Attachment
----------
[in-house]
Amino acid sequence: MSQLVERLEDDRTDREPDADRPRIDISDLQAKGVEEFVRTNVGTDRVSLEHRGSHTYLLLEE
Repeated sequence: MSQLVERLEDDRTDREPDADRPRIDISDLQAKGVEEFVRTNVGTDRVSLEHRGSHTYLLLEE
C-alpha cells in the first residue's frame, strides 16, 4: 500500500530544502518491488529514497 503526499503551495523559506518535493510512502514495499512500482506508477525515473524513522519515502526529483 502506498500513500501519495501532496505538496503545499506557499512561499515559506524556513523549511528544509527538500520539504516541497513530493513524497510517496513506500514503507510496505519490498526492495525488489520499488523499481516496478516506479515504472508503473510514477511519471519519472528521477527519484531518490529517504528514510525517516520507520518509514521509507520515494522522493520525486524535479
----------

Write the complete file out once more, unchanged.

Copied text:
[in-house]
Amino acid sequence: MSQLVERLEDDRTDREPDADRPRIDISDLQAKGVEEFVRTNVGTDRVSLEHRGSHTYLLLEE
Repeated sequence: MSQLVERLEDDRTDREPDADRPRIDISDLQAKGVEEFVRTNVGTDRVSLEHRGSHTYLLLEE
C-alpha cells in the first residue's frame, strides 16, 4: 500500500530544502518491488529514497 503526499503551495523559506518535493510512502514495499512500482506508477525515473524513522519515502526529483 502506498500513500501519495501532496505538496503545499506557499512561499515559506524556513523549511528544509527538500520539504516541497513530493513524497510517496513506500514503507510496505519490498526492495525488489520499488523499481516496478516506479515504472508503473510514477511519471519519472528521477527519484531518490529517504528514510525517516520507520518509514521509507520515494522522493520525486524535479